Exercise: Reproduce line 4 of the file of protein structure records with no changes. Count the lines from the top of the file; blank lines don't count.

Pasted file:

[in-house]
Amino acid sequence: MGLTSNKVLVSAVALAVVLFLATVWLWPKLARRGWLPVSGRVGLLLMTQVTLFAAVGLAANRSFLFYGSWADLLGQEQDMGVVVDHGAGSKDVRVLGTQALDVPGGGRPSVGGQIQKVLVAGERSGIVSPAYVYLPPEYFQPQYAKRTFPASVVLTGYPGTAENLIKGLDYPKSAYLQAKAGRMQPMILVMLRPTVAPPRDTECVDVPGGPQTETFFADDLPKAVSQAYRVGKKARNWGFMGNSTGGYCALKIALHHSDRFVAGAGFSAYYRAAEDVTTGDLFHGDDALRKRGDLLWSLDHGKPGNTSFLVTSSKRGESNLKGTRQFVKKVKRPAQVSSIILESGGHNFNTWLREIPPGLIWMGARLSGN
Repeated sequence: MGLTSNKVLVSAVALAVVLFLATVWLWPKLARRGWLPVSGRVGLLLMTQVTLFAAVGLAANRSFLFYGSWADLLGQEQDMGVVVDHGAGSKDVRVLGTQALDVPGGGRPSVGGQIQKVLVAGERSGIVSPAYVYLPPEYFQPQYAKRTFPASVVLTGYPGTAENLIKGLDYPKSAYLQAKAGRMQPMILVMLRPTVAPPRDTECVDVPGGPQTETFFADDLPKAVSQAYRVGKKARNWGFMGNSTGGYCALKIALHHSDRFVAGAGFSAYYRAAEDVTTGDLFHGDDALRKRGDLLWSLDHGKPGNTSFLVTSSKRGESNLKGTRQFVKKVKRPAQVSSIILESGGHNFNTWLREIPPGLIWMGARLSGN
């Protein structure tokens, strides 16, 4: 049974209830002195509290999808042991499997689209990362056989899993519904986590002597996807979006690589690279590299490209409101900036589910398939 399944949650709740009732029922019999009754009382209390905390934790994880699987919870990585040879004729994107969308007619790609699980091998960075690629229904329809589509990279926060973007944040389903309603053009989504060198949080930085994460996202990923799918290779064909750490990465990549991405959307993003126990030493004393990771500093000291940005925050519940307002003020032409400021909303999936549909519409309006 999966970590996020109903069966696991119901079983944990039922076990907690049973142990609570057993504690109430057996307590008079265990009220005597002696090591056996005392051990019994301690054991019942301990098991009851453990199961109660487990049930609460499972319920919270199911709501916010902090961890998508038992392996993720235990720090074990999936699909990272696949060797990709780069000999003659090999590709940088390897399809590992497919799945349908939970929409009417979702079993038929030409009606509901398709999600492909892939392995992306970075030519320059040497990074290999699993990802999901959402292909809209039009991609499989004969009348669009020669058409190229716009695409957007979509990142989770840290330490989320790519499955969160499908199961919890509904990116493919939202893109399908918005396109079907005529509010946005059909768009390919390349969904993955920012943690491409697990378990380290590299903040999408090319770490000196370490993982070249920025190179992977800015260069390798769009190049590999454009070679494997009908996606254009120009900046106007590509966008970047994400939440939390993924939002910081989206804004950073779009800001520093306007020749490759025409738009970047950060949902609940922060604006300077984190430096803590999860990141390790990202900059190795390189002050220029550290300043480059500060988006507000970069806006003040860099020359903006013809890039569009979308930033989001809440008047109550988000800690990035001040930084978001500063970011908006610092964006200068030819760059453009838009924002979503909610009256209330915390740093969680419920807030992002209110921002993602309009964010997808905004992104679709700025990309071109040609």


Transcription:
């Protein structure tokens, strides 16, 4: 049974209830002195509290999808042991499997689209990362056989899993519904986590002597996807979006690589690279590299490209409101900036589910398939 399944949650709740009732029922019999009754009382209390905390934790994880699987919870990585040879004729994107969308007619790609699980091998960075690629229904329809589509990279926060973007944040389903309603053009989504060198949080930085994460996202990923799918290779064909750490990465990549991405959307993003126990030493004393990771500093000291940005925050519940307002003020032409400021909303999936549909519409309006 999966970590996020109903069966696991119901079983944990039922076990907690049973142990609570057993504690109430057996307590008079265990009220005597002696090591056996005392051990019994301690054991019942301990098991009851453990199961109660487990049930609460499972319920919270199911709501916010902090961890998508038992392996993720235990720090074990999936699909990272696949060797990709780069000999003659090999590709940088390897399809590992497919799945349908939970929409009417979702079993038929030409009606509901398709999600492909892939392995992306970075030519320059040497990074290999699993990802999901959402292909809209039009991609499989004969009348669009020669058409190229716009695409957007979509990142989770840290330490989320790519499955969160499908199961919890509904990116493919939202893109399908918005396109079907005529509010946005059909768009390919390349969904993955920012943690491409697990378990380290590299903040999408090319770490000196370490993982070249920025190179992977800015260069390798769009190049590999454009070679494997009908996606254009120009900046106007590509966008970047994400939440939390993924939002910081989206804004950073779009800001520093306007020749490759025409738009970047950060949902609940922060604006300077984190430096803590999860990141390790990202900059190795390189002050220029550290300043480059500060988006507000970069806006003040860099020359903006013809890039569009979308930033989001809440008047109550988000800690990035001040930084978001500063970011908006610092964006200068030819760059453009838009924002979503909610009256209330915390740093969680419920807030992002209110921002993602309009964010997808905004992104679709700025990309071109040609």